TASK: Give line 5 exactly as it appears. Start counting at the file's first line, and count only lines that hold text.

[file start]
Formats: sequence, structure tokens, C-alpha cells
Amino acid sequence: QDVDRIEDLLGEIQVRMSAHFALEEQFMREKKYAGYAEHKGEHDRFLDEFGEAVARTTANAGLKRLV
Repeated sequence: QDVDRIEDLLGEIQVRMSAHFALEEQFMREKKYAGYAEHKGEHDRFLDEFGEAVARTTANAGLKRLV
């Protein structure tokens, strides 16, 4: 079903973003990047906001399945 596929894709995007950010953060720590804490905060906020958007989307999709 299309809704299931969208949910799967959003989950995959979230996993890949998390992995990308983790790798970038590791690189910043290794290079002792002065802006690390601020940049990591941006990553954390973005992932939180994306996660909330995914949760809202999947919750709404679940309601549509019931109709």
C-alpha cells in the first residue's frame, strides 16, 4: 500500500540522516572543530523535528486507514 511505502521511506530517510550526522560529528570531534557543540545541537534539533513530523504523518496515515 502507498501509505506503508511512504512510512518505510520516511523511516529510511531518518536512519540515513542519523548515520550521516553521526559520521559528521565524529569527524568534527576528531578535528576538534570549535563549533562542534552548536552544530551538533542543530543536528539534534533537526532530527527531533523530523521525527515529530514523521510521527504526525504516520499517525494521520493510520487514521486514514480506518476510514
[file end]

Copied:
C-alpha cells in the first residue's frame, strides 16, 4: 500500500540522516572543530523535528486507514 511505502521511506530517510550526522560529528570531534557543540545541537534539533513530523504523518496515515 502507498501509505506503508511512504512510512518505510520516511523511516529510511531518518536512519540515513542519523548515520550521516553521526559520521559528521565524529569527524568534527576528531578535528576538534570549535563549533562542534552548536552544530551538533542543530543536528539534534533537526532530527527531533523530523521525527515529530514523521510521527504526525504516520499517525494521520493510520487514521486514514480506518476510514